The SELEX experiment at Fermilab has announced three candidates for doubly charmed baryons. In a presentation at the US laboratory at the end of May, collaboration co-spokesman Jim Russ of Carnegie Mellon University described the painstaking analysis of data recorded in 600 GeV proton, pion and sigma hyperon collisions with a diamond target in 1996. The observation comes as a surprise to the collaboration, which did not expect to see doubly charmed baryons at all, and there remain uncertainties over the conclusion to be drawn. The SELEX candidates have the right characteristics to be up-charm-charm and down-charm-charm combinations, but the mass difference between the two states is larger than expected. Like the proton and neutron, the candidate particle pair is related by the replacement of an up by a down quark, so the mass difference was naively expected to be similar. SELEX, however, sees a mass difference 60 times larger.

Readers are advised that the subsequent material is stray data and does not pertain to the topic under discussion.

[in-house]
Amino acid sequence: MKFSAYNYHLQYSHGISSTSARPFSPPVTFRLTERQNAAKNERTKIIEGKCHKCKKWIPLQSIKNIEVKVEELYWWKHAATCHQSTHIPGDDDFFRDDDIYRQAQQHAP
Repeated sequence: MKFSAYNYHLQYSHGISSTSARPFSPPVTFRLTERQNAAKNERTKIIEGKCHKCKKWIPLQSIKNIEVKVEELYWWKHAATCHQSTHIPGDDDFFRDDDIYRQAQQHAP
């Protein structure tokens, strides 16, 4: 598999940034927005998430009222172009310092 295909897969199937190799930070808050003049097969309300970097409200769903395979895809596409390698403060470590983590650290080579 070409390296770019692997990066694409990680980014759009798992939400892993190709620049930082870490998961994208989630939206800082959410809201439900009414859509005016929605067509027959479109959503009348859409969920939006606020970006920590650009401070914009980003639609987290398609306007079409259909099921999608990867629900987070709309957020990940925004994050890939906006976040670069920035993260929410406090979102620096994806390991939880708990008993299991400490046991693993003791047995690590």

The collaboration chose to make its announcement in the hope that doing so would spur the broader community to take up the search. In particular, data from the BaBar and Belle collaborations at the SLAC and KEK B-factories in the US and Japan would be good places to look for doubly charmed baryons.
Multiply charmed baryons are a natural consequence of the quark model of hadrons, and it would be surprising if they did not exist. Whether or not the high-mass states that SELEX reports turn out to be the first observation of doubly charmed baryons, studying their properties is important for a full understanding of the strong interaction between quarks.